All eyes turn to the Swiss ski resort of Davos this week for the World Economic Forum (WEF) . The annual meeting will bring together 2,500 business, government and civil society leaders (including OECD Secretary-General Angel Gurría) to discuss some of the key challenges facing the world today.
After a couple of years of grim economic news, Davos may well be buoyed by the latest economic forecasts from the IMF, revealed on the eve of the forum, which point to global economic growth of 3.9% in 2010, up on the IMF’s previous forecast of 3.1%. Speaking to reporters ahead of Davos, Mr. Gurría indicated that the OECD, too, was also likely to raise its growth forecasts this year. However, any relief among attendees is likely to be tempered by concern over the challenges still facing the global economy – challenges reflected in this year’s Davos theme“Improve the State of the World: Rethink, Redesign, Rebuild”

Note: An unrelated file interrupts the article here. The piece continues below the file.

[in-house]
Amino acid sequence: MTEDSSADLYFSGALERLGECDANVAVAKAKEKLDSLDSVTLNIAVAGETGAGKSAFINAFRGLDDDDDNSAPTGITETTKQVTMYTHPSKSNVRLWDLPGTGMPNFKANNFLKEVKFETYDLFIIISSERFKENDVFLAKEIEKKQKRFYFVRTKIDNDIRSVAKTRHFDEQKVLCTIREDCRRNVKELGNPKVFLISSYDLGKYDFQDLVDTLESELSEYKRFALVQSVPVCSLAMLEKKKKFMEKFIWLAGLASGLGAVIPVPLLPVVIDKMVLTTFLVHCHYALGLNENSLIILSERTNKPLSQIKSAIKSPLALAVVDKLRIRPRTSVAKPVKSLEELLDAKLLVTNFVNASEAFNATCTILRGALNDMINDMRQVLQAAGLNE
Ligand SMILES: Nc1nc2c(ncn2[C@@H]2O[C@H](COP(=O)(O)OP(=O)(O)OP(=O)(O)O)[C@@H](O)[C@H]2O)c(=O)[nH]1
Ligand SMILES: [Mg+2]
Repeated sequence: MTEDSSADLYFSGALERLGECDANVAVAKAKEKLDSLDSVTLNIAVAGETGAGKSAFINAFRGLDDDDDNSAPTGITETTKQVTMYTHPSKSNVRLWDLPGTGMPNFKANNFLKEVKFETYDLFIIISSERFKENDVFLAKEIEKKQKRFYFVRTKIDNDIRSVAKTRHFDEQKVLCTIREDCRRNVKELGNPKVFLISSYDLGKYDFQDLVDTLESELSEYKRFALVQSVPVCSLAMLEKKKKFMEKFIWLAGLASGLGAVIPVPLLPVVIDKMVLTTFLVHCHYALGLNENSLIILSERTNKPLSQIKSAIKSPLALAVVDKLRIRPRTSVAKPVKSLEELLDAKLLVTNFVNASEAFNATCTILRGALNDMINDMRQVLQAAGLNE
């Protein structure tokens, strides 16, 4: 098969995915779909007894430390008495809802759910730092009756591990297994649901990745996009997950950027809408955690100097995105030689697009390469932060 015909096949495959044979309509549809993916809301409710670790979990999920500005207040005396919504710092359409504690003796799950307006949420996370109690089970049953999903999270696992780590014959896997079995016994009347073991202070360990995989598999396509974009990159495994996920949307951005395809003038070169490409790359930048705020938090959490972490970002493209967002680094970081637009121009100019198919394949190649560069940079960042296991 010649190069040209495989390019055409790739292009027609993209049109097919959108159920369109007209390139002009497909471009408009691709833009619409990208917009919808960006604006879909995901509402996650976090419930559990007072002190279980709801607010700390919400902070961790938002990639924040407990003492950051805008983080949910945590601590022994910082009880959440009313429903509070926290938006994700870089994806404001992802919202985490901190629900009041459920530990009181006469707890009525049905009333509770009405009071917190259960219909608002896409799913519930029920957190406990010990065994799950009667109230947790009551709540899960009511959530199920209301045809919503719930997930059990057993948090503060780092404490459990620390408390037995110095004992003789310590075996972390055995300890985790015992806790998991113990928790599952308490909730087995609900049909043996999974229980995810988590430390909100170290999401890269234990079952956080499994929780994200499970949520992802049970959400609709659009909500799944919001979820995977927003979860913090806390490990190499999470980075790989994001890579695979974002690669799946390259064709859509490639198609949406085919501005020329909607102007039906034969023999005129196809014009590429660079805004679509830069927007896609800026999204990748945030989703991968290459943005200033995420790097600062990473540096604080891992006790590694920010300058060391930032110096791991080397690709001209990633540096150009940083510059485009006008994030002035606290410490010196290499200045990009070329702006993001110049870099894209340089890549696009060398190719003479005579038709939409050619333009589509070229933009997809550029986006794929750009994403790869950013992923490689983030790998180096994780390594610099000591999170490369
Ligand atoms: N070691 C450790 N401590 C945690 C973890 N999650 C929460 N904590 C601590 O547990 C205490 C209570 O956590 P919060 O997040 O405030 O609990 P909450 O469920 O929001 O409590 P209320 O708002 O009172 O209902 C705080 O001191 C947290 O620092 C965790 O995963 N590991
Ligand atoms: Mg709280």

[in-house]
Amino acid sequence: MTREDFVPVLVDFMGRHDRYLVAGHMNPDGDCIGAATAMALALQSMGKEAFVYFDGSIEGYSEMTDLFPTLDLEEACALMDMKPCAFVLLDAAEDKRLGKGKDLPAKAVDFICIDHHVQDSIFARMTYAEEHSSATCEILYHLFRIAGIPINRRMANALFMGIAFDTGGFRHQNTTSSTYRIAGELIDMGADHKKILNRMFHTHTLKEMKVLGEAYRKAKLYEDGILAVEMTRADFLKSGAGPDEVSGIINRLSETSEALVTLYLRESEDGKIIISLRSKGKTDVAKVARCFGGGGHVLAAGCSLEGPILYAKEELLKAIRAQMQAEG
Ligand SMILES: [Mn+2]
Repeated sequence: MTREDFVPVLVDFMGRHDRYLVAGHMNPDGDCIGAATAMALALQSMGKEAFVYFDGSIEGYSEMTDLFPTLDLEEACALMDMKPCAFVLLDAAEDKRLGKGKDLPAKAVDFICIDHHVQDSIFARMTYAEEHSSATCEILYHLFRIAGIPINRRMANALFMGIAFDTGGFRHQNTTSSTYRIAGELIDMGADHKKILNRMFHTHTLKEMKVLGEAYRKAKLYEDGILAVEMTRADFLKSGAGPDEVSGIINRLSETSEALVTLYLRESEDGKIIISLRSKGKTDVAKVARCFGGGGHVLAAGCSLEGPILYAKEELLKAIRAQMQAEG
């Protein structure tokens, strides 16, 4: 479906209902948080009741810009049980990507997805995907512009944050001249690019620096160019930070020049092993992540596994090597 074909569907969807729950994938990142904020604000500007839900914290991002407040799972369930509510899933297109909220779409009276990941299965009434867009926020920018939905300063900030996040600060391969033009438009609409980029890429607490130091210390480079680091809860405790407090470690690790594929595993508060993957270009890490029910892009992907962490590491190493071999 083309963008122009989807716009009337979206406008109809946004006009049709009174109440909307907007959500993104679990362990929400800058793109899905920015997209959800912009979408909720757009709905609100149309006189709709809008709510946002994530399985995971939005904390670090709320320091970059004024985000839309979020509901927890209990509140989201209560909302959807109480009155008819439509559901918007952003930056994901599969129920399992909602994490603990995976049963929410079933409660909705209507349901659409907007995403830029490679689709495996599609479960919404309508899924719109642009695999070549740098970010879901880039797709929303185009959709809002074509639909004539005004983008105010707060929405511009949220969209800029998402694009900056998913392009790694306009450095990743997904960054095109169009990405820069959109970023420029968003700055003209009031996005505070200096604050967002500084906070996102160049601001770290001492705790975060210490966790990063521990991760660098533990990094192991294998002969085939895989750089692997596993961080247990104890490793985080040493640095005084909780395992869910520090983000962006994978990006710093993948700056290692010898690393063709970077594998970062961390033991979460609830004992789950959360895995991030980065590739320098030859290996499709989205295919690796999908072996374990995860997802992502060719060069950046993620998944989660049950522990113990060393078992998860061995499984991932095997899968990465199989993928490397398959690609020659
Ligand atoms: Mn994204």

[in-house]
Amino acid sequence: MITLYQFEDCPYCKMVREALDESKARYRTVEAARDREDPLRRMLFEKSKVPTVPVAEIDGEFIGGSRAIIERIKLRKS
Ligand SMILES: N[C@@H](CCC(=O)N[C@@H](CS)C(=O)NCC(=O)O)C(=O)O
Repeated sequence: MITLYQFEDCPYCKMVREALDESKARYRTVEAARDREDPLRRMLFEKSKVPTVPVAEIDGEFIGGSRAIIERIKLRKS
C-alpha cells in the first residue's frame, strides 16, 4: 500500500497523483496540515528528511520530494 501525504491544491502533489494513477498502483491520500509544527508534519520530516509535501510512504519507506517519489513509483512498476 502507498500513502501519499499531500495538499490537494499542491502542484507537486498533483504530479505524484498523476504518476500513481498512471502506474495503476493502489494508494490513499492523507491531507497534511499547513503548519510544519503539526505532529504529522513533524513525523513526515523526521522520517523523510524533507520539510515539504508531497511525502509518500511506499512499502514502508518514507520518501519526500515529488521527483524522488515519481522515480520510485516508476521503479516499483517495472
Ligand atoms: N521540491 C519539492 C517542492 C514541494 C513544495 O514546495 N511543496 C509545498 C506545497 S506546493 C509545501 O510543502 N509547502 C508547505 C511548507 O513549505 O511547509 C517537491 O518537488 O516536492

The forum will reflect shifting balances in the global economy in other ways, too. As several reporters note, emerging countries like China will have a bigger presence than ever before: According to The New York Times, “the number of attendees from the BRICs — Brazil, Russia, India and China — has more than doubled since 2005. Another change at Davos: No more Angelina Jolie or Bono. Without mentioning anyone specifically, Klaus Schwab, the chairman of the World Economic Forum told The New York Times that “the media overplayed the presence of those people, so we don’t invite them anymore.”
Davos runs until Sunday. If you’d like to follow the action you can catch live webcasts or follow the forum blog . As usual, media outlets like the The New York Times, BBC and Financial Times will also be bringing regular updates.